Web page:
In Uruguay, we have chosen to stand with the innovators. Our goal is clear: by increasing connectivity and reducing the digital divide, we intend to take our place as one of the hemisphere’s information technology (IT) leaders.

We are already well ahead of our neighbors. According to surveys conducted in 2002 and 2003 by the United Nations Economic Commission for Latin America and the Caribbean’s (ECLAC) Observatory for the Information Society in Latin America and the Caribbean (OSILAC), Uruguay has some of the highest rates of household access to telephones and cellular phones, cable TV, computers, and the Internet. But these figures obscure the continuing gap between those who have access and those who remain outside the digital revolution and the potential that it presents. When I took office in March 2005, only 29 percent of Uruguayan households had a computer. Of those, just half had Internet access.

This gap may seem strange in a country that has always boasted high levels of social cohesion and education. But appearances can mask reality. The truth is that previous governments have allowed these levels to decline. Although it has been a while since Uruguay suffered under a dictatorship, subsequent democratic governments until now have lacked a national development strategy based on economic growth and social justice.

Illustration by Andrea Wicklund

As a citizen and a politician, but also as a medical doctor and university professor, I have argued that development is a right, not a privilege. That is why I have focused on creating a twenty-first century educational system. Since I took office, public school funding has tripled, and at the end of my term in 2009 it will reach 4.5 percent of GDP—above the regional average. Establishing high-quality schools accessible to all is a development priority. Our children must have the opportunity to succeed and to learn how to compete in the IT-based economies of the new century. Their futures and our national competitiveness depend on it.

But funding must be accompanied by innovation. In May 2007, Uruguay launched an ambitious plan: the Basic Information Educational Program for Online Learning (CEIBAL). (Its Spanish-language acronym is also the name of a tree native to Uruguay.) The project’s immediate objective is to provide all public primary school students and teachers with free laptop access. As a small country of 3.5 million inhabitants, Uruguay can become the first Latin American country to achieve this remarkable goal.

Promoting Social Justice

But CEIBAL’s longer-term objective is to promote social justice by promoting equal access to information and communication tools for all our people. The school plan lays the groundwork by encouraging active participation by both students and teachers in the Internet world. It does more than just distribute laptops: multiple government agencies and volunteers work together to provide teachers with the resources and training necessary to adapt instruction to a digitized classroom. This allows for a more dynamic learning environment that encourages innovation and creates a culture of lifetime learning.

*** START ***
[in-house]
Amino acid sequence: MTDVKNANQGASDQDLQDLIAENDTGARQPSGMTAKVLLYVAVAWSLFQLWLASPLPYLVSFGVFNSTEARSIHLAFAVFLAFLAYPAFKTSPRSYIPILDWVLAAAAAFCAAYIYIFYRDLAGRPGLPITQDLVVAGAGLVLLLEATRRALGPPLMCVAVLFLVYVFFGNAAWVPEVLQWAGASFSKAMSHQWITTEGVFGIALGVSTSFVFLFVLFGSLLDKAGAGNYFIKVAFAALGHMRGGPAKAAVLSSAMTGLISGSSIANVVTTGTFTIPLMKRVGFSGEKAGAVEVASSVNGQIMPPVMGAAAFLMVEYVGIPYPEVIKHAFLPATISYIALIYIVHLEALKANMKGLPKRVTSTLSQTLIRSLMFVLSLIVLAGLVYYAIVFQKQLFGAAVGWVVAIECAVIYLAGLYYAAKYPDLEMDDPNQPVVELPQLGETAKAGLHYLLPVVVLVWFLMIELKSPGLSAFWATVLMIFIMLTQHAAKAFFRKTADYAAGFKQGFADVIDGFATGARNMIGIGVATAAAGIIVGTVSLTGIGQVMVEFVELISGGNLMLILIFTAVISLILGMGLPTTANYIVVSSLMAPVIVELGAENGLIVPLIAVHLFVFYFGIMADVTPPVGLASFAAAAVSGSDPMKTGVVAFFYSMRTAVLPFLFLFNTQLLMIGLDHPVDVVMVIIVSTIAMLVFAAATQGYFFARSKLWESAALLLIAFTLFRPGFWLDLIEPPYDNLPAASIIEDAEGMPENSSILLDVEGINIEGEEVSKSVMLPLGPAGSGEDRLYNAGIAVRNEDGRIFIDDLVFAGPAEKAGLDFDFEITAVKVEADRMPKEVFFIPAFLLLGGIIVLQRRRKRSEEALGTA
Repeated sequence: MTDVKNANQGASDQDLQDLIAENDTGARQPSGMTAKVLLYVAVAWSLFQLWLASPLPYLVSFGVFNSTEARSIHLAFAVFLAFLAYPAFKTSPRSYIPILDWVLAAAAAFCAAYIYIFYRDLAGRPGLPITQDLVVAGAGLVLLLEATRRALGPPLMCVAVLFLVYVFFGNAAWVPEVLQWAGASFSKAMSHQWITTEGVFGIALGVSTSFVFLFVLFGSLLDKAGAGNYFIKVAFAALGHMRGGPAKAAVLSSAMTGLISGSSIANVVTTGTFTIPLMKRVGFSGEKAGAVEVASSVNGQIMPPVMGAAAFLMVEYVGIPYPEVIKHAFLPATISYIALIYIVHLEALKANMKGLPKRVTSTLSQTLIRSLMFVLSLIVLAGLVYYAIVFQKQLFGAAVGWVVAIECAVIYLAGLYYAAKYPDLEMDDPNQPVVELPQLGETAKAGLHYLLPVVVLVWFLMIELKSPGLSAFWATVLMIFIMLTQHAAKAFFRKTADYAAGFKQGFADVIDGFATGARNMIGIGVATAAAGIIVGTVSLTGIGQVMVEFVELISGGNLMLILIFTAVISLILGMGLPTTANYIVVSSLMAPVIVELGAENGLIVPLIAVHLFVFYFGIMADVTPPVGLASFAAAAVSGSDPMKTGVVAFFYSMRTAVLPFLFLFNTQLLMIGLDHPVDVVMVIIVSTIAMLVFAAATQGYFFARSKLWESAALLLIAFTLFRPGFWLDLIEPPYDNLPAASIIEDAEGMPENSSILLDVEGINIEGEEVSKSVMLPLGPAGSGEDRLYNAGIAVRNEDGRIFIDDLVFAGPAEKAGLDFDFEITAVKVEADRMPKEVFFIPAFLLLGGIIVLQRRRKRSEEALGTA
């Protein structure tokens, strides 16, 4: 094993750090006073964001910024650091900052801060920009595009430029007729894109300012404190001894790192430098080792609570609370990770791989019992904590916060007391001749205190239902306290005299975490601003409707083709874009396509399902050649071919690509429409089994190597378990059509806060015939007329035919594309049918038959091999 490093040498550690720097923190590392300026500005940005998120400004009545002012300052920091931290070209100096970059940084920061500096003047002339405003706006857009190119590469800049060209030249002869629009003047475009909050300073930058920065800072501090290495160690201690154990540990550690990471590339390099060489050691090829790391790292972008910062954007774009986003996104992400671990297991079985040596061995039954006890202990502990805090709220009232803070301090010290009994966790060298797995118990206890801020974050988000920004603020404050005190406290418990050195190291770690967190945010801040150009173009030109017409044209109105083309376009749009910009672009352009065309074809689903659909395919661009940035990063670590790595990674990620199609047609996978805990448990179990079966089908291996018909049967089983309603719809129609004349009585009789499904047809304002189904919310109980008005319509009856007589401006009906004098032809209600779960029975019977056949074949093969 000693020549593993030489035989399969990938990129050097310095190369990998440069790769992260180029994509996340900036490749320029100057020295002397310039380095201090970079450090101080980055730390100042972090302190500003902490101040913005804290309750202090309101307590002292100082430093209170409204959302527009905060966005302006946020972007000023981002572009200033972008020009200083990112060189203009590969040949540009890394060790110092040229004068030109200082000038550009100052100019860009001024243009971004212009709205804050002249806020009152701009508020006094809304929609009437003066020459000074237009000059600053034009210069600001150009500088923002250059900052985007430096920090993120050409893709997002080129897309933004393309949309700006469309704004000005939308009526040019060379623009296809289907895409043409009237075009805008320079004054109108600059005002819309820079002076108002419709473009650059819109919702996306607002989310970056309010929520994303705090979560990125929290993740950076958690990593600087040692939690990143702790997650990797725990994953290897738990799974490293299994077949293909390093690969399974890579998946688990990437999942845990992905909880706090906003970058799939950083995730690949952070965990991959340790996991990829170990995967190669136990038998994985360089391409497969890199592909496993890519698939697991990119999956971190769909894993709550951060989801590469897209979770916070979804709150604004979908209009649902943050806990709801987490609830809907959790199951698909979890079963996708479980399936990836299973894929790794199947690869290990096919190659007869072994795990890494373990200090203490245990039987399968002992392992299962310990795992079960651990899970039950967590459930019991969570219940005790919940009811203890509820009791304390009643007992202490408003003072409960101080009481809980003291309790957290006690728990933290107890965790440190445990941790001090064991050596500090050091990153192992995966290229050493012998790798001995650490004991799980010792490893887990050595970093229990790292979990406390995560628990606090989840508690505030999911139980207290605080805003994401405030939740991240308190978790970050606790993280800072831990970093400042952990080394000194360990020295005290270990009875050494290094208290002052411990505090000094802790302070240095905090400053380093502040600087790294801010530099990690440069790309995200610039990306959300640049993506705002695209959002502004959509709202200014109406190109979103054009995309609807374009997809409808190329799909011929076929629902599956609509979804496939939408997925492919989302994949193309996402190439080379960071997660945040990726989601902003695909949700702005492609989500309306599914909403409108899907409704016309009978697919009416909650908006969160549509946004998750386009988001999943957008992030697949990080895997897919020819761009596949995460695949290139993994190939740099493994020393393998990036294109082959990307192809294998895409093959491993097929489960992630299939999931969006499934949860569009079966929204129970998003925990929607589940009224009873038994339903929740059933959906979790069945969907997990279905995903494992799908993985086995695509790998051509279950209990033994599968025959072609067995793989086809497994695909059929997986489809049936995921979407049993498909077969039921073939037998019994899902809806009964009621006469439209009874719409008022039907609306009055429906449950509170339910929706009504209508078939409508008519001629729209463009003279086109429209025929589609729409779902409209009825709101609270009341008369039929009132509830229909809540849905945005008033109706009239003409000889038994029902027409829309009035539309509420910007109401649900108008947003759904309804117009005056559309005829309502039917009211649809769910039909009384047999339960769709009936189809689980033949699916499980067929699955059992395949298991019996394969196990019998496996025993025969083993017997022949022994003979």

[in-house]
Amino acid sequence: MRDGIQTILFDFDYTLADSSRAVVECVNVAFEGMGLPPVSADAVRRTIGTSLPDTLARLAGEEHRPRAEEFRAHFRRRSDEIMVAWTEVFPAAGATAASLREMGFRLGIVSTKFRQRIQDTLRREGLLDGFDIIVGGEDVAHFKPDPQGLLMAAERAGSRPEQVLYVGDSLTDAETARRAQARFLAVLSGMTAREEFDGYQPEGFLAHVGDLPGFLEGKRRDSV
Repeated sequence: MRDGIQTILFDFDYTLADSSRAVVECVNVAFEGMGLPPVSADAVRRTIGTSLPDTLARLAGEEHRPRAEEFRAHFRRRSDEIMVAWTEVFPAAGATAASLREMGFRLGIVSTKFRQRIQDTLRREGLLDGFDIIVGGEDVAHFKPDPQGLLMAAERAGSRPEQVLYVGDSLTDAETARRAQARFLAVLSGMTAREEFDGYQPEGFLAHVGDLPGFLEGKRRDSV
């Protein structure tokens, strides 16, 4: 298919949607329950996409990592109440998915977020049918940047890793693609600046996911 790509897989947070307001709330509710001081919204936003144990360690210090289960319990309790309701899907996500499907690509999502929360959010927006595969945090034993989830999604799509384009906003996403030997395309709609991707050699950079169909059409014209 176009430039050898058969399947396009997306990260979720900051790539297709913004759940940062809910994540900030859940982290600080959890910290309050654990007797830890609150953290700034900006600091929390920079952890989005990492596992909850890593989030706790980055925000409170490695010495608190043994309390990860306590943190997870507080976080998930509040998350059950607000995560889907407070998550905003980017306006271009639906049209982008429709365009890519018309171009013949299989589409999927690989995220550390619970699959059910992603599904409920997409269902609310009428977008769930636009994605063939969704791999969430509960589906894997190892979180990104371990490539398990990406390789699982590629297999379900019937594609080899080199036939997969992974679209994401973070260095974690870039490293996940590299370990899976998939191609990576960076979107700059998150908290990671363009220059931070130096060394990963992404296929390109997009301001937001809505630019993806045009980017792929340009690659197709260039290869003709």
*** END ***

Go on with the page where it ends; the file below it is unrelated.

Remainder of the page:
This makes CEIBAL different from previous efforts to bridge the digital divide in Uruguay. It combines the distribution of computers with a program to train teachers in the cognitive skills needed to use IT for maximum benefit. It is not oriented toward creating an IT-friendly environment merely inside the classroom, but also outside: students are expected to take laptops home so that the computer can then be shared among family members.

That in turn provides the foundation for the next phase of our strategy: to bring Internet access to all Uruguayan homes. In order to accomplish this, CEIBAL will use the latest innovations in connectivity—asymmetric digital subscriber line (ADSL) and 3G/Edge cellular technology—and take advantage of engineering advancements such as point-to-point links. If we are successful, Uruguay will be the most connected country in the world.

We are implementing the plan one step at a time. To date, we have delivered 151,918 XO computers—low-power laptops that operate with flash memory and a Linux operating system—to students in public schools in Uruguay. By the end of 2009 one laptop will be delivered to each of the 301,143 students and 12,879 teachers in Uruguay’s 2,064 public schools. Students with mental, visual, hearing, or motor disabilities—as well as their schools—will also receive computers specifically tailored to meet their needs. CEIBAL’s total initial cost, financed entirely by the Uruguayan state, is $100 million (each computer costs $220). In addition to that, the government will spend $15 million annually for the program’s maintenance and continuity.

The next step is to extend the distribution of computers and training of teachers to the almost 6,000 rural, public secondary education centers. The teachers will be able to acquire laptops at subsidized prices and on easy payment terms. We anticipate that approximately 8,000 out of almost 15,000 teachers will participate.

Private schools are also taking part. Since their students come from a higher socioeconomic background, computers are not free but can be acquired at a very low price. Still, we anticipate that around 25,000 of the almost 47,000 private school students will receive computers next year.